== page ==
Physiology Animation Facilitative transporters (also known as uniporters).
Facilitative transporters (also known as uniporters).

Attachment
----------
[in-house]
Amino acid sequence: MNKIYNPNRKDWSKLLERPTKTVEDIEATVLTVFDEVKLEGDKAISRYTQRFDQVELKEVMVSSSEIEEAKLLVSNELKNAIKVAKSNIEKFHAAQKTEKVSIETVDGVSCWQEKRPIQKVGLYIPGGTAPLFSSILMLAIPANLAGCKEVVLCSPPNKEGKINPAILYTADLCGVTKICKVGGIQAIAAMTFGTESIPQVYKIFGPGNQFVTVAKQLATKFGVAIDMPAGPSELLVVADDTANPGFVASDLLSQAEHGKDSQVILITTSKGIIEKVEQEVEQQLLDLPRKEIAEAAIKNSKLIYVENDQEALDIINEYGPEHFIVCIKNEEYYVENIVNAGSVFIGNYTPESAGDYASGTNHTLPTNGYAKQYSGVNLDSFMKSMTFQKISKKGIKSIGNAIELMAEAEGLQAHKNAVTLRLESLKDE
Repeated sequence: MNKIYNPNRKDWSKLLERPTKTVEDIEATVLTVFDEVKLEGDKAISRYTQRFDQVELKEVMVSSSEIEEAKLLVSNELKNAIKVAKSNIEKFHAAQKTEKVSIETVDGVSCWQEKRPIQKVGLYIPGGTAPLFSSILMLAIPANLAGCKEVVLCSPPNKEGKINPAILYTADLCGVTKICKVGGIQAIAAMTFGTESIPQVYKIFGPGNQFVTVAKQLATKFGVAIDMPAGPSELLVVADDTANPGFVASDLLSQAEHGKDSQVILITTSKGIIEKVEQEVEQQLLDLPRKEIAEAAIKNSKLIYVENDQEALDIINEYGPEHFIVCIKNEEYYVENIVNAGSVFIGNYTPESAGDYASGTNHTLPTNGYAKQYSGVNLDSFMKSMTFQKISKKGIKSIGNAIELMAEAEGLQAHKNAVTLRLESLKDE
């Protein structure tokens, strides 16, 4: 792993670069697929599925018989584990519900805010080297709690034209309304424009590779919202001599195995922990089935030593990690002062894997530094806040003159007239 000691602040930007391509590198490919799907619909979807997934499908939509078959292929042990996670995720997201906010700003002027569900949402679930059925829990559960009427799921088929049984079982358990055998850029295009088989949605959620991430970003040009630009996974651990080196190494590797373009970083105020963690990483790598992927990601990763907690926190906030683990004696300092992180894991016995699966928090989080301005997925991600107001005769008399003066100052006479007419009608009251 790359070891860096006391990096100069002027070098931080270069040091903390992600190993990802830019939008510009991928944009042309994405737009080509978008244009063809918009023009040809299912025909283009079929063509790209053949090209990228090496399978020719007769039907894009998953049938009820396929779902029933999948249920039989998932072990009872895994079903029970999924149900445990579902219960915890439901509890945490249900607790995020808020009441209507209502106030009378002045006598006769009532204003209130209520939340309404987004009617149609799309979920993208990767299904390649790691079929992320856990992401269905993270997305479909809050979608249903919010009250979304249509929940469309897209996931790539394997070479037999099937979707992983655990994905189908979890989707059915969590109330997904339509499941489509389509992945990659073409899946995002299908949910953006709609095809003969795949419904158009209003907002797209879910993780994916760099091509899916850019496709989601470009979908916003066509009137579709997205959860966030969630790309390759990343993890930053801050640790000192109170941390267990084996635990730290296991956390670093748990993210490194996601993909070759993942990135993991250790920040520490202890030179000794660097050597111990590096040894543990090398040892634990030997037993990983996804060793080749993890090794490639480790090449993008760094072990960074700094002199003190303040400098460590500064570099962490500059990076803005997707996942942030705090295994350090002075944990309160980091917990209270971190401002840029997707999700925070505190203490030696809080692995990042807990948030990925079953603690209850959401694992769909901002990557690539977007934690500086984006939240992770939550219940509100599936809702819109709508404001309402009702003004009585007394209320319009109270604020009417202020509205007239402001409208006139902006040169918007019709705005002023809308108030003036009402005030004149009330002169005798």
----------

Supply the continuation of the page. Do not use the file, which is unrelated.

Facilitative transporters (also known as uniporters) are integral membrane proteins that mediate the transport of membrane-impermeant solutes down a concentration gradient across biological membranes. This process is referred to as facilitated diffusion (also known as facilitated transport or uniport). Facilitated diffusion is a form of passive transport and, therefore, the direction of transport is always down a concentration gradient. A prominent example of a facilitative transporter is the glucose transporter (GLUT) found in the plasma membrane of all body cells, which mediate the entry of glucose into cells across the plasma membrane. The transport cycle can be described by the alternating access model. The cartoon (animation) shown here is a simplified conceptual representation of the workings of a typical facilitative transporter. According to the alternating access model, the substrate binding site of the transport protein is alternately exposed to one or the other side of the membrane such that at no time is there an open and unrestricted permeation pathway through the transporter connecting the two fluid compartments separated by the membrane. It is postulated that binding of the substrate (transported molecule) to its binding site induces a transporter conformation referred to as the occluded state. The occluded state refers to a transporter conformation in which the substrate binding site is exposed neither to one or the other side of the membrane. Following the occluded state, additional conformational changes expose the substrate to the other side of the membrane. Dissociation of the substrate from the binding site is followed by the reorientation of the binding site to the original side of the membrane such that the cycle can be repeated for as long as substrate molecules are present and that there is a substrate concentration gradient across the membrane.